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The Medical Literature
August 25, 1999

Users' Guides to the Medical LiteratureXIX. Applying Clinical Trial Results
A. How to Use an Article Measuring the Effect of an Intervention on Surrogate End Points

Author Affiliations

Author Affiliations: Medizinische Universitäts-Poliklinik, Kantonsspital Basel, Basel, Switzerland (Dr Bucher); Department of Clinical Epidemiology and Biostatistics, McMaster University, Hamilton, Ontario (Drs Guyatt, Cook, and Holbrook); and Division of General Internal Medicine, University of Alberta Hospital, Edmonton (Dr McAlister).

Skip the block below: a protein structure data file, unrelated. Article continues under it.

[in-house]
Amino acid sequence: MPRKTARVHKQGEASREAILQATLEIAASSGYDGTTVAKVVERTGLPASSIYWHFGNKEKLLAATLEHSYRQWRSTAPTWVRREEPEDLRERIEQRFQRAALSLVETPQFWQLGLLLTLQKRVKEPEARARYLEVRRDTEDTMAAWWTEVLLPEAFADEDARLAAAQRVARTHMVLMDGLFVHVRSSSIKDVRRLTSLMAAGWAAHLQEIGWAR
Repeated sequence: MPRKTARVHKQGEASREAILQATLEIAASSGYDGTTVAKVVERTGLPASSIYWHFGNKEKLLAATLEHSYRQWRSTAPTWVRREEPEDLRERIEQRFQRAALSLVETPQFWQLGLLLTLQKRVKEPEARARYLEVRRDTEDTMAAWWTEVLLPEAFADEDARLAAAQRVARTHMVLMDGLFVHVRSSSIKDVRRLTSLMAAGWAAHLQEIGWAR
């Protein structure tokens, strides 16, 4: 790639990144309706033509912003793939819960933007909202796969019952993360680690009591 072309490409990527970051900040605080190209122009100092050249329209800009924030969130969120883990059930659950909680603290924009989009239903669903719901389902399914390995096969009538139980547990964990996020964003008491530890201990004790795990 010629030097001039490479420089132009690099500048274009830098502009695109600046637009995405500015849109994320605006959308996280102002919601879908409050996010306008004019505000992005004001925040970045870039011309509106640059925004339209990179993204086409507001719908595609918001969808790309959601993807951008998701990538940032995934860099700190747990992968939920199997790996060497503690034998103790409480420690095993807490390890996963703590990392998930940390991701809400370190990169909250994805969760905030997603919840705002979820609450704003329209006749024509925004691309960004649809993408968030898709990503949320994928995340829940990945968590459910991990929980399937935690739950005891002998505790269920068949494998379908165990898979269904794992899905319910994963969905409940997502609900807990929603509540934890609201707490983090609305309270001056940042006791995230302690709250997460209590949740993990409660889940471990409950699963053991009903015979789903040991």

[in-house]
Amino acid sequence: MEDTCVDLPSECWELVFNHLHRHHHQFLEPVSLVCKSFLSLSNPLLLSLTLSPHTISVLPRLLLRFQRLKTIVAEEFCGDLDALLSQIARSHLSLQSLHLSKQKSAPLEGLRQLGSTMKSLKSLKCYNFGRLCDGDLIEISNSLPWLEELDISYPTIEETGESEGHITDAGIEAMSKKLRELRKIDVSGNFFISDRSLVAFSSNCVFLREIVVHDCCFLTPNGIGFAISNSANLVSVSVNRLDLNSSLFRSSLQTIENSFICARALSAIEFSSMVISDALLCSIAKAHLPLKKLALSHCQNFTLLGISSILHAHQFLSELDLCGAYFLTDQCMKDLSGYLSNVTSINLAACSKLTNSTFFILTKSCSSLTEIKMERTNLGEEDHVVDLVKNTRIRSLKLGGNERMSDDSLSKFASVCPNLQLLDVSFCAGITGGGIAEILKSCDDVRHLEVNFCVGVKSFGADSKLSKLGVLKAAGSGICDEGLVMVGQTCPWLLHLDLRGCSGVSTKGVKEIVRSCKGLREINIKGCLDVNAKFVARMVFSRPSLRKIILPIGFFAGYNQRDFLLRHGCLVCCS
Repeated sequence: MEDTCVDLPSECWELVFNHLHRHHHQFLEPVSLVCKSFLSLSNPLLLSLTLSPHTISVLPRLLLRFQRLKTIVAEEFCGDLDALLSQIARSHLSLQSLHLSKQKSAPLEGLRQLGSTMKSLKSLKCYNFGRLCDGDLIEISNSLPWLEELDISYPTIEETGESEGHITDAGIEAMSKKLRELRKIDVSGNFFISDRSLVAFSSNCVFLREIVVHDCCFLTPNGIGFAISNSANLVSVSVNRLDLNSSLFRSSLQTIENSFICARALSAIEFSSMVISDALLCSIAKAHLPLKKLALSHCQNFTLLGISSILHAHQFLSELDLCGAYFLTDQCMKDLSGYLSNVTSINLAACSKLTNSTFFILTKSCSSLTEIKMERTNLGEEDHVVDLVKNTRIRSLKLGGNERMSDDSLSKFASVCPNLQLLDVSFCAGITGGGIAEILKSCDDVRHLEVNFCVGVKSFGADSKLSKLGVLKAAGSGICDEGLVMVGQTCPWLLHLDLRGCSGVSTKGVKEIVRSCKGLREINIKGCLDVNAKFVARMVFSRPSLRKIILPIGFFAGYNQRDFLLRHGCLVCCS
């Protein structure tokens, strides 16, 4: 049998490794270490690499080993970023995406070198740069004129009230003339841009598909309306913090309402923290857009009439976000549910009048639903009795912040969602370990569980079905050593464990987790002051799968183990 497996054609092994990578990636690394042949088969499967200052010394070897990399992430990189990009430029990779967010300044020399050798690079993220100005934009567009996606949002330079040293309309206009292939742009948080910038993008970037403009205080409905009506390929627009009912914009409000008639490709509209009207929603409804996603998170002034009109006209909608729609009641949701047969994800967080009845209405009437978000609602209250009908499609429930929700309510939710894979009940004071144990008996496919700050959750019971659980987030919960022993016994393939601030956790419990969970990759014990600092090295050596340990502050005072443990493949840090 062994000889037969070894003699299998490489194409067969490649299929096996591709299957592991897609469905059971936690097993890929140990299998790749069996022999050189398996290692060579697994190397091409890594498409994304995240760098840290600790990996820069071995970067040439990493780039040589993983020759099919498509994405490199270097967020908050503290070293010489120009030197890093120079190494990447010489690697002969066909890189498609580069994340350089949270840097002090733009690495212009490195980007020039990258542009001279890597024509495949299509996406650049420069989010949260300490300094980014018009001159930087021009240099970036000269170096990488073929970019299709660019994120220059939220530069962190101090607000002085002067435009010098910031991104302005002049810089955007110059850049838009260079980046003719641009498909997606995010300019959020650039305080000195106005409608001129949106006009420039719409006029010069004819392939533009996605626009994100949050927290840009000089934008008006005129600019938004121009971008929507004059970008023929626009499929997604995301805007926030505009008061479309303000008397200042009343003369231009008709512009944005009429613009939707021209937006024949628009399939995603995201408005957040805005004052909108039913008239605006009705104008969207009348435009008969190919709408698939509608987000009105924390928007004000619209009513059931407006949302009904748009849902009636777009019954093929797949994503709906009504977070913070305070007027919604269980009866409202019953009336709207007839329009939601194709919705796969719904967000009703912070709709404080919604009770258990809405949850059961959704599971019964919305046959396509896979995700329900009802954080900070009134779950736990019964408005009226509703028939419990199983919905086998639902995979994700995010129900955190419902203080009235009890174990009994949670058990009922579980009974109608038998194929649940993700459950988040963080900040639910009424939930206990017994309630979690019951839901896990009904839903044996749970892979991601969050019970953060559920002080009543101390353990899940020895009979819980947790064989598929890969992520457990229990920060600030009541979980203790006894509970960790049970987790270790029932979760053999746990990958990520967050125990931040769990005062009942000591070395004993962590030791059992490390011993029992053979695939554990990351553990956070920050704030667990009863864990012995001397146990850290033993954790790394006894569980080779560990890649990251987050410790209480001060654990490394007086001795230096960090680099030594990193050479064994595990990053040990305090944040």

Users' Guides to the Medical Literature Section Editor: Drummond Rennie, MD, Deputy Editor (West), JAMA.

JAMA. 1999;282(8):771-778. doi:10.1001/jama.282.8.771

You are a physician seeing a 62-year-old woman with postmenopausal osteoporosis. Her bone mineral density, as measured by dual-energy x-ray absorptiometry, is 2.5 SDs below the mean value in premenopausal women. Although she does not have back pain, a spinal radiograph shows an old vertebral fracture. The patient has not yet experienced problems as a result of her vertebral fracture, but she is disturbed by the prospect that she may end up like her mother whose osteoporotic fractures have resulted in severe, long-term back pain.

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